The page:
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Circa’s Anne Holmes (on left in photo) joined Tina Williams, Deputy Director of Operations for OFCCP, to present at the 2019 NILG Conference Review in Virginia. The two speakers covered a lot of ground from effective outreach, assessment, and tracking best practices to Section 503 Focused Reviews and OFCCP’s plans for scheduling audits. You can find details on focused reviews here.

Holmes gave attendees an in-depth look at why many come up short during their outreach and selection processes. Using first-hand experience from Circa’s industry-leading OFCCP services, Holmes pointed to four major issues contractors face in hiring Individuals with Disabilities (IWD):

  • Insufficient outreach
  • Poor quality of outreach
  • Reluctance to self-identify
  • Unnecessary barriers (job requirements, site accessibility)

These are the main areas employers need to continuously evaluate. In fact, Section 503 requires contractors to assess, on an annual basis, the effectiveness of their outreach efforts. In their annual assessments, federal contractors and subcontractors must evaluate whether their outreach efforts are effective or not and document that assessment, including the criteria used to assess and their conclusion.

Williams echoed these sentiments, stressing that OFCCP continues to place its emphasis on the effectiveness of an employer’s outreach and their adjustments in strategy leading to better results. According to Williams, one reason for the focus on results is due to fewer than 5% of federal contractors reaching the 7% utilization goal for IWDs. Its a major concern that should worry employers who are obligated to show their efforts and improvement in this area.

Along with outreach, Holmes and Williams further highlighted the importance of proper applicant tracking and recordkeeping. Feedback from recent reviews show that some OFCCP offices are conducting more robust audits and asking for additional details. For example, “Outreach log: Show specific efforts to communicate with veteran and disabled organizations for each facility.”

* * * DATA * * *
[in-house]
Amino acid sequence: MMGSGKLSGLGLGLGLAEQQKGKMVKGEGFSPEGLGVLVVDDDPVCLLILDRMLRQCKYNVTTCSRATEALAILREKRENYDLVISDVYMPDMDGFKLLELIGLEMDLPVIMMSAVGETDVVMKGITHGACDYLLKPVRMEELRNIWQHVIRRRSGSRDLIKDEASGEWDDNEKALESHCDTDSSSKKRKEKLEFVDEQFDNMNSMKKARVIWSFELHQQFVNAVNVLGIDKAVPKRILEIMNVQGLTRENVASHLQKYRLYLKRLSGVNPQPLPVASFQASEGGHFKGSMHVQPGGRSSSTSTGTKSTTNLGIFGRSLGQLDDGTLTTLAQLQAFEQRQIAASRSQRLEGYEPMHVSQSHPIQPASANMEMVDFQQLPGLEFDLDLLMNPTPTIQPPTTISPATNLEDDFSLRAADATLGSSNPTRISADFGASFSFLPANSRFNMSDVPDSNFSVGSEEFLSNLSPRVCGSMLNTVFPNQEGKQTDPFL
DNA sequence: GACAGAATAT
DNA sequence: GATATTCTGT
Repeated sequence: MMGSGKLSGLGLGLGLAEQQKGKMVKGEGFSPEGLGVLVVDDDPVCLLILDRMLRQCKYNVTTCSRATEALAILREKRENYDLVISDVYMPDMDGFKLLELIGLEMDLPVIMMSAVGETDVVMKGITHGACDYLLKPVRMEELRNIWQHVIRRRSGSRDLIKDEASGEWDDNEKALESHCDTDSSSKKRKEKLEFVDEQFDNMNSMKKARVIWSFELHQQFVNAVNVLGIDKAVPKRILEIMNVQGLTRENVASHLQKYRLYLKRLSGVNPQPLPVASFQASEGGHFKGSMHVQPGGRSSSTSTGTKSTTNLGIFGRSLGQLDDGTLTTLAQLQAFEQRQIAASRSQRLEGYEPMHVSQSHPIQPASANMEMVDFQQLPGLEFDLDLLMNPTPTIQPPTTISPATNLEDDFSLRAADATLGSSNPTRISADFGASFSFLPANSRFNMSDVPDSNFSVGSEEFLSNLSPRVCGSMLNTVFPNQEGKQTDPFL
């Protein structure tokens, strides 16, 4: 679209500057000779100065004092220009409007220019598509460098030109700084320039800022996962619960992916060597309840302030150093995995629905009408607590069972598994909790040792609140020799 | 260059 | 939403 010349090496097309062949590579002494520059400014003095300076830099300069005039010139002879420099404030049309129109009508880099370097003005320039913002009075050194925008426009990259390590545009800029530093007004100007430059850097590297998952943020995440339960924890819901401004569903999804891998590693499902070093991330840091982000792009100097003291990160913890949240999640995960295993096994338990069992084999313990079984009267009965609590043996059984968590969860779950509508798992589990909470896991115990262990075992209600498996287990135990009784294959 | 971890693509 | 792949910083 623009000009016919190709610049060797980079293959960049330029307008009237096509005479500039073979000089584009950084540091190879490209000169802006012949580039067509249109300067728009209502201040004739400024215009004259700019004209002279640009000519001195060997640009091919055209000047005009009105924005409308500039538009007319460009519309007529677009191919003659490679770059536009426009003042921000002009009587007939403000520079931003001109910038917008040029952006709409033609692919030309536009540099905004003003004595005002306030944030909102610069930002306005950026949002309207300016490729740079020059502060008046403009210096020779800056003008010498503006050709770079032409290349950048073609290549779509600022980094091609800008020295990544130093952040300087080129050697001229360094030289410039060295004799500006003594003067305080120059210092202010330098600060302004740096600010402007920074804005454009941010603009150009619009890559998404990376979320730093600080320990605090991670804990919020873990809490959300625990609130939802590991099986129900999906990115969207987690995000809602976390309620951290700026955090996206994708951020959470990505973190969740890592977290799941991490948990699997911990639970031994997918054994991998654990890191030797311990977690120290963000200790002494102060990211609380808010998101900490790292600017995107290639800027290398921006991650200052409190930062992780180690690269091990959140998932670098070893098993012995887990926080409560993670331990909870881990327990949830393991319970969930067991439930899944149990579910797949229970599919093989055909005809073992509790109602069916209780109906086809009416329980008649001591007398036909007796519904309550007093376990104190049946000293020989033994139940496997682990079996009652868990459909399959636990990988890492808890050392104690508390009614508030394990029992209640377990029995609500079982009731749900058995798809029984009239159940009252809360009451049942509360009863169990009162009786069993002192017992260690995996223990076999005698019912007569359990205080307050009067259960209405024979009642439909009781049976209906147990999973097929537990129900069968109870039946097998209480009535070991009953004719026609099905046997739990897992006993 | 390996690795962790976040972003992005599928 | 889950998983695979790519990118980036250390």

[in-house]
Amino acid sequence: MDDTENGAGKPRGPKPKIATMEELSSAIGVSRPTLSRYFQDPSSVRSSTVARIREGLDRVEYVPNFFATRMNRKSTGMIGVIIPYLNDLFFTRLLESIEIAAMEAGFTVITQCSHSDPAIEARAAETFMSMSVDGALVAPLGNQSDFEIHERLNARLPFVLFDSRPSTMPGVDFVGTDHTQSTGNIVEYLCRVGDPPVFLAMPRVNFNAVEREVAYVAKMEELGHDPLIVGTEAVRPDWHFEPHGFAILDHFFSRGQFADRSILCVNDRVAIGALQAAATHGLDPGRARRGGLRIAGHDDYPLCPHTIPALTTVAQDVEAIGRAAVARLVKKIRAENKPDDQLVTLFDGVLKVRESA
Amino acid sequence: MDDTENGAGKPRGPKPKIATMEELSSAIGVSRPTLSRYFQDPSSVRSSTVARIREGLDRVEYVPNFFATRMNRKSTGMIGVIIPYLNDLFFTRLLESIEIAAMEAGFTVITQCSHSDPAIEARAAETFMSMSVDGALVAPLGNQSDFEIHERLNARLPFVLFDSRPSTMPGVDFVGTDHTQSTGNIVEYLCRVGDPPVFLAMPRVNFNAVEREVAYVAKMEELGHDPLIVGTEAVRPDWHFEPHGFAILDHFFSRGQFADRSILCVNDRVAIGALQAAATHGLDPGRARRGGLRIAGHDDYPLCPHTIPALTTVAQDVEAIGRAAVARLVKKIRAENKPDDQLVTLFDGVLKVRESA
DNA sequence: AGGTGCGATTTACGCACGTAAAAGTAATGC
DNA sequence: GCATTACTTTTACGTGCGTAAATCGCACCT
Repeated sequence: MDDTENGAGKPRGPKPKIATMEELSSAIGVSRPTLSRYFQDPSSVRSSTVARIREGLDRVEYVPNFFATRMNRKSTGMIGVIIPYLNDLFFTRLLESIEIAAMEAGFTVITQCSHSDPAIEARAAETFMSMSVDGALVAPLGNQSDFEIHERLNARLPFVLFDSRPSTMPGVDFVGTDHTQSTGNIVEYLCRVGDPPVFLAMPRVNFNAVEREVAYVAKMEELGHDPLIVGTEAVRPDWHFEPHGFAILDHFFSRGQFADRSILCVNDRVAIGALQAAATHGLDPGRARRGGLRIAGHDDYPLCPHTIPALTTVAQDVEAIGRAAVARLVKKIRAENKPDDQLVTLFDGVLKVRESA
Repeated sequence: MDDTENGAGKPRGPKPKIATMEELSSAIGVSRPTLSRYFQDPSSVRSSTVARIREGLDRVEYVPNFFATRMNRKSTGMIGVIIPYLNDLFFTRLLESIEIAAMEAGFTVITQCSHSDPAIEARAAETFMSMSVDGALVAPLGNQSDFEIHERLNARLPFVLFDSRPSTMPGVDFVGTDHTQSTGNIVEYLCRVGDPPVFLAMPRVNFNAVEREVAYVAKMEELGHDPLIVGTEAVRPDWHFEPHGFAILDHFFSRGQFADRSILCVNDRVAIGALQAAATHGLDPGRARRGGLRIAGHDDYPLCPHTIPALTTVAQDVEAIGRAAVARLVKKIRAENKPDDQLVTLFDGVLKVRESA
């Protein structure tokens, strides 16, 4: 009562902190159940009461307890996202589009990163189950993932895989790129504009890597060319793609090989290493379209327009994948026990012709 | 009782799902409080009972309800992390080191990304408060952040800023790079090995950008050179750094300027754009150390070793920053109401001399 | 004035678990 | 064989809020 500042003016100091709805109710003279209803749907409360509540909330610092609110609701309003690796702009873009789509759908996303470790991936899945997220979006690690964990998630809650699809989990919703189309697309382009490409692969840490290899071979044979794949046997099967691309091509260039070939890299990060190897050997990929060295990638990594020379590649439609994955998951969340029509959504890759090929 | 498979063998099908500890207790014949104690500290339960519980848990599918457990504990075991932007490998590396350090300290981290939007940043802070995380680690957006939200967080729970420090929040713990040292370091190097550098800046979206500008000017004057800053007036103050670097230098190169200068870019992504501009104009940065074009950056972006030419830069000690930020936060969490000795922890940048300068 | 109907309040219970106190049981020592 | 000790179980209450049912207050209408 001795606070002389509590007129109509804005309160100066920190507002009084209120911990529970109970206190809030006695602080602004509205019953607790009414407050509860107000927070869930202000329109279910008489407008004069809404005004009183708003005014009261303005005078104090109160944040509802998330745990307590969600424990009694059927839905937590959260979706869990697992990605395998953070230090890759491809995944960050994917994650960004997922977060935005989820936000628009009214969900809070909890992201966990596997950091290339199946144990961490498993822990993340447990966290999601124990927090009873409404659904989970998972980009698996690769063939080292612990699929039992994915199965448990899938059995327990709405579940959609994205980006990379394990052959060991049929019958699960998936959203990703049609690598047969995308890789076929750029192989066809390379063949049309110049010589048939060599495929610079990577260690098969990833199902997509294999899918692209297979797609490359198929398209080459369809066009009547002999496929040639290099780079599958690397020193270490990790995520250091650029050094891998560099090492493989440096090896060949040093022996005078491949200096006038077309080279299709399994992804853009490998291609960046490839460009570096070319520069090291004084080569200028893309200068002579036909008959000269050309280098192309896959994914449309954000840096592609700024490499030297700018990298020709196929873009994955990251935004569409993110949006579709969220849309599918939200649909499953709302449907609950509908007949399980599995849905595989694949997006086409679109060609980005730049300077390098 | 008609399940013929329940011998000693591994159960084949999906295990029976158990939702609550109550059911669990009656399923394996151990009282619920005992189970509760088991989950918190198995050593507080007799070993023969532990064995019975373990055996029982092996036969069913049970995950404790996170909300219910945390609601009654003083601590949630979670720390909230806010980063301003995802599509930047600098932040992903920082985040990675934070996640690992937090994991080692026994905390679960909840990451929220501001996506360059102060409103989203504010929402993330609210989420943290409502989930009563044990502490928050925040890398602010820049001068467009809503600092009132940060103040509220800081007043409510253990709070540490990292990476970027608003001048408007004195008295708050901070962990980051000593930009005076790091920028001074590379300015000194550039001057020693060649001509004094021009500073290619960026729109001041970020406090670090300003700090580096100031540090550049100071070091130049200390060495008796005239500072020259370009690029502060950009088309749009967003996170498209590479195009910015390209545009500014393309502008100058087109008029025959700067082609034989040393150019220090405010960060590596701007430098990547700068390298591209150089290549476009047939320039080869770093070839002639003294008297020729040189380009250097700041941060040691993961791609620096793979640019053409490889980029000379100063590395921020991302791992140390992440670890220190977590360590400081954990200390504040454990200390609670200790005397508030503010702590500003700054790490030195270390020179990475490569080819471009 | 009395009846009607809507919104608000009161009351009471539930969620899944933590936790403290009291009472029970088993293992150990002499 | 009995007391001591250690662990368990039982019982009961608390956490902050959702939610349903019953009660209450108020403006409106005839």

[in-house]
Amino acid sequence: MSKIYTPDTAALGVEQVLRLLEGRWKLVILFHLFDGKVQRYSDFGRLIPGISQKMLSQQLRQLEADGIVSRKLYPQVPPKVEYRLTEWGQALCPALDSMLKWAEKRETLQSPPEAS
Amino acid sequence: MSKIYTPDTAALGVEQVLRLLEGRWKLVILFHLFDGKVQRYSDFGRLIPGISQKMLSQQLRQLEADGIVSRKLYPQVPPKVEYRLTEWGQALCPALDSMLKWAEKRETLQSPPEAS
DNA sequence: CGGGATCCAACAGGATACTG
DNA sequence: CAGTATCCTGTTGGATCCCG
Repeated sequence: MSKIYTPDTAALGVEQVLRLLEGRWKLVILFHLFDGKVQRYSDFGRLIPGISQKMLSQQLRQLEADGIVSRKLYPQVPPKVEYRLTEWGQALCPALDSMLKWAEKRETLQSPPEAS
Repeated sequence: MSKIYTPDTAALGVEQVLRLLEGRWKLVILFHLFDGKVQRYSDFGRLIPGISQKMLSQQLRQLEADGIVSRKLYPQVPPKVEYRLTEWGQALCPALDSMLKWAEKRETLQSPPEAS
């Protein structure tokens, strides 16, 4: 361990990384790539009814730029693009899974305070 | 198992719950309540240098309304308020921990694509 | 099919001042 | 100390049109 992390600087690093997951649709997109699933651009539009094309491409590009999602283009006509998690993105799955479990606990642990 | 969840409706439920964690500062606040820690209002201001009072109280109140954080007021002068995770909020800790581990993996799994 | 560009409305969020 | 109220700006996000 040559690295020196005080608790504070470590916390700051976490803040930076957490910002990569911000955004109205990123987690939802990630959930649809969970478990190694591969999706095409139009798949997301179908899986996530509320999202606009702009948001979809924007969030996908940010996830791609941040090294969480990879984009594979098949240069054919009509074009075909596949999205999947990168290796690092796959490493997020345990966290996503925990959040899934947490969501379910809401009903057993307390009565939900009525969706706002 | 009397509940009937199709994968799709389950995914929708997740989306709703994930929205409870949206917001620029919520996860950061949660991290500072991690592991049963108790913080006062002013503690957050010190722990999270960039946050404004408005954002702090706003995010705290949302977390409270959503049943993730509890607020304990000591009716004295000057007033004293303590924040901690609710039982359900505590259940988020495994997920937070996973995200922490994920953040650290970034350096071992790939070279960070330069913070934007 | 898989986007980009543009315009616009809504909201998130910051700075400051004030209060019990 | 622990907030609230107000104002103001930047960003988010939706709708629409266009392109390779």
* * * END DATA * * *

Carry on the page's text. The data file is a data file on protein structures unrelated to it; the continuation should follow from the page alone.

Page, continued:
Tracking all of your outreach as you go along is imperative to accurate, consistent data. This is especially crucial during an audit when you’ll be asked to show which organizations you’ve worked with over the past 12 months, and which ones you’ve added or subtracted based on your annual assessments (which can be reviewed over the last three-year period of time). Holmes also reiterated that properly training your recruiters – and all staff involved in your hiring and accommodation processes – is vital when it comes to understanding what is required and how to document for compliance.

Finally, Williams and Holmes emphasized numerous times that even if a federal contractor is having an agency conduct its outreach, all the obligations and requirements are the responsibility of the contractor itself! They recommended employers circle back with staffing agencies and other third-party sources to ensure they have all the appropriate documentation and additional data. The contractor should also be requesting this data routinely to remain diligent and on top of trends, because once again, the contractor is the sole entity responsible should a violation occur.




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